In this guest post, Charlotte Cooper considers M&S chair Stuart Rose’s views on women (oh, excuse me, “girls”) in the workplace
“Apart from the fact that you’ve got more equality than you ever can deal with, the fact of the matter is that you’ve got real democracy and there are really no glass ceilings, despite the fact that some of you moan about it all the time. Women can get to the top of any single job that they want to in the UK. You’ve got a woman fighter pilot who went in to join the Red Arrows yesterday. I mean, what else do you want to do, for God’s sake? Women astronauts. Women miners. Women dentists. Women doctors. Women managing directors. What is it you haven’t got?”
Women have never had it so good, or so says Sir Stuart Rose, chair of Marks and Spencer and apparent expert on women in society and the workplace.
Rose’s frankly ridiculous rant in The Observer this weekend has taken the sheen off what should be a charming sunny Sunday. Jee girls, I guess we just never realised that we “have more equality than [we] can ever deal with” now.
It’s our fault, we’re so effing clueless we can’t even get the jobs big daddy patriarchs are dangling in front of our glazed eyes. Or not. Why have these stories failed to look any further into the issue than the end of their noses?
There may be more women at the top today, but the barriers that keep many women locked out big business are still in place and range wildly from women being forced to make a choice between children and career, institutionalised sexism and double standards on pay. These problems don’t go away just because you disagree with their existence.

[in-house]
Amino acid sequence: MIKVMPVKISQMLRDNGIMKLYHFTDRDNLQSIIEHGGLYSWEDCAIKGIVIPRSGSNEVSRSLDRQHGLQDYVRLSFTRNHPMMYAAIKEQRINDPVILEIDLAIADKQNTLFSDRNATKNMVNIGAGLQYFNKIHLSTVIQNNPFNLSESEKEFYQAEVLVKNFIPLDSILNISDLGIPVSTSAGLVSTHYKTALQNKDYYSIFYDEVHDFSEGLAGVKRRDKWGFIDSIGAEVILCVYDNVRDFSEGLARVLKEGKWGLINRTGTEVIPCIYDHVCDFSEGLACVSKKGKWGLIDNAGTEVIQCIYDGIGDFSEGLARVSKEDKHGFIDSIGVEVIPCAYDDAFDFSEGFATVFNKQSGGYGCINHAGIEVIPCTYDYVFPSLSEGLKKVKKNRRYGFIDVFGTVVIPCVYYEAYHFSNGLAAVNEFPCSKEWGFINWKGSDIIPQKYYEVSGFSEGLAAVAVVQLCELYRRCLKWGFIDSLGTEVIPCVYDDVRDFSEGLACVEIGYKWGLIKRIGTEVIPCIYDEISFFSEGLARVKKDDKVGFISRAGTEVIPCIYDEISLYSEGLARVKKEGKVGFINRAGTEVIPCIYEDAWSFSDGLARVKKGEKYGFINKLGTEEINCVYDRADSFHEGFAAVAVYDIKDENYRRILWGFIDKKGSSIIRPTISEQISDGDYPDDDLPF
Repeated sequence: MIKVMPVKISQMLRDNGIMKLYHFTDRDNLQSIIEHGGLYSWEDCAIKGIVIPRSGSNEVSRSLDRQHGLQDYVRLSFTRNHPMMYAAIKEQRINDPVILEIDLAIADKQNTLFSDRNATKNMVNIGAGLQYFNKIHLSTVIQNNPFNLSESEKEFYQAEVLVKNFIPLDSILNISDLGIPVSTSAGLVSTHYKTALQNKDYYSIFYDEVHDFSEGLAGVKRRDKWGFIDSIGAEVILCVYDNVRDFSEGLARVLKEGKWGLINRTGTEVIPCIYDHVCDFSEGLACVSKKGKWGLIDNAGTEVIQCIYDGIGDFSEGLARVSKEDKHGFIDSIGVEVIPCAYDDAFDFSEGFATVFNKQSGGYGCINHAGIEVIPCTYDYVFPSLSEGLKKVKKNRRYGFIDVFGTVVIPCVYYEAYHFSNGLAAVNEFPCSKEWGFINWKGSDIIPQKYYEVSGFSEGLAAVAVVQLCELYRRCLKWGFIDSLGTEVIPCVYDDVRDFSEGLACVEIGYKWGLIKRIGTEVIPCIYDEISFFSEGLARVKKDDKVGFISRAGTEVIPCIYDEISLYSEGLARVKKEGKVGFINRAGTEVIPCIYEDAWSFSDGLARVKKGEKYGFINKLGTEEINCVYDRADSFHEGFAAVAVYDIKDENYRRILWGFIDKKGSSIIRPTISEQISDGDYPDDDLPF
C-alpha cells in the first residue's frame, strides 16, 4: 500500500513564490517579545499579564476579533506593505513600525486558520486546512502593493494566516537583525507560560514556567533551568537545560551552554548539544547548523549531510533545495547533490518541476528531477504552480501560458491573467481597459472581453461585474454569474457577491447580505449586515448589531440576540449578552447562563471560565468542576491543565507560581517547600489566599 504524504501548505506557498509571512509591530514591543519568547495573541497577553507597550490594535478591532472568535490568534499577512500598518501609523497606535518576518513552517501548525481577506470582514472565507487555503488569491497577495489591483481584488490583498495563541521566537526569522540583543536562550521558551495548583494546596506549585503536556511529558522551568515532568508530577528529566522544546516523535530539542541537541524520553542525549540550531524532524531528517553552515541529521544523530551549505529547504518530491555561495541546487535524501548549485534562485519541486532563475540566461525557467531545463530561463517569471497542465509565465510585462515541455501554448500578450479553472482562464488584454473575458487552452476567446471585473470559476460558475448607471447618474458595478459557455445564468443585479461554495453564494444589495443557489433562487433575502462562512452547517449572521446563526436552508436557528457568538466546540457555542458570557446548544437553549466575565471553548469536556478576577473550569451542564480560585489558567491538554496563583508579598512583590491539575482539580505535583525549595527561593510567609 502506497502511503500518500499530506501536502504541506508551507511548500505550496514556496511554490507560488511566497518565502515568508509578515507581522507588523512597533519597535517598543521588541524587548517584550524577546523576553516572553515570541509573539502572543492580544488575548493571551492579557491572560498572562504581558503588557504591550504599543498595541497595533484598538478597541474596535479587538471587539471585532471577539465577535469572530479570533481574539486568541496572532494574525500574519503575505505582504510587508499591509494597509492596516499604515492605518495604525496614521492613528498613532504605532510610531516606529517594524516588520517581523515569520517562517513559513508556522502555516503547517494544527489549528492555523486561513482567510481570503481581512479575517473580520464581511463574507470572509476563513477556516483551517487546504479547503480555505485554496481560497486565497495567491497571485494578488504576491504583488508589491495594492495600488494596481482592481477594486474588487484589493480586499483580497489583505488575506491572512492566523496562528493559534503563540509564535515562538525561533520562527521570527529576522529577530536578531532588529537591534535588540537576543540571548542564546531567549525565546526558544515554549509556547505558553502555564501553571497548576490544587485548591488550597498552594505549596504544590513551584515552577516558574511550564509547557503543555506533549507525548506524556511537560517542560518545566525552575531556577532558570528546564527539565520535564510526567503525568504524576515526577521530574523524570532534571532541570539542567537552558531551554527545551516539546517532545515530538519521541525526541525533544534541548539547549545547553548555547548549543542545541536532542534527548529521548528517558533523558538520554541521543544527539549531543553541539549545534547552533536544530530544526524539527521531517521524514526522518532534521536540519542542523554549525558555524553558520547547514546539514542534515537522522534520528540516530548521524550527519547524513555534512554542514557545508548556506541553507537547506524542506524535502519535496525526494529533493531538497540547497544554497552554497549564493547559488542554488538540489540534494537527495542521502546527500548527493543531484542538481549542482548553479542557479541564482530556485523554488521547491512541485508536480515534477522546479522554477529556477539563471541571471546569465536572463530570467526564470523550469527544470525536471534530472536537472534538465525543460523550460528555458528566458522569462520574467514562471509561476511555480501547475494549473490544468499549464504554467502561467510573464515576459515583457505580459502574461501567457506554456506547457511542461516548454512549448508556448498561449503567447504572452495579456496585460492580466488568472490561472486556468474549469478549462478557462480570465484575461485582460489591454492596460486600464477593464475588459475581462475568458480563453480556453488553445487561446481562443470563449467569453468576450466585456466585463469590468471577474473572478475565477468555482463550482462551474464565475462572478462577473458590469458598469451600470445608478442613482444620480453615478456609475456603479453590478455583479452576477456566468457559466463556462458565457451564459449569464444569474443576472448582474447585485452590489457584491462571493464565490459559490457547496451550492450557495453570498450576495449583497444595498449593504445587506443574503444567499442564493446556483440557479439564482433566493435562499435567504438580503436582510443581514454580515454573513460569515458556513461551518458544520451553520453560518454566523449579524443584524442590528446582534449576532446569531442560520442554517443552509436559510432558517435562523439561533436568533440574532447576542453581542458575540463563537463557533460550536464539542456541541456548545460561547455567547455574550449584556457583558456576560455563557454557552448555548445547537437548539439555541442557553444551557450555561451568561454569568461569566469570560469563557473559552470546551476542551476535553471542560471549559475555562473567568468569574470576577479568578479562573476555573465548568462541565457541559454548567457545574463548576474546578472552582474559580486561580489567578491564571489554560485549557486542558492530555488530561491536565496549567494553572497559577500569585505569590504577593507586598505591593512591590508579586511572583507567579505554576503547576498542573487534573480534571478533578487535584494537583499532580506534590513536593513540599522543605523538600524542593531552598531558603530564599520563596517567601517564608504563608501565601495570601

Although Elizabeth Day, who interviews Rose for The Observer proposes “he might just be doing it to wind me up” as “he has promoted women to senior positions within M&S”, I have my reservations.
While Stuart Rose thinks it’s permissible to call his female staff “girls” when they are women, prattle on about how attractive the models in their brochures are to flex his cad muscles, not even being trailed by women “like a swarm of bees” every time he leaves the office, who emit “constant low-level giggling” will make it OK.
Stuart’s argument that he knows plenty of girls who can have it all means it must be true of everyone frankly has me vomiting on my keyboard.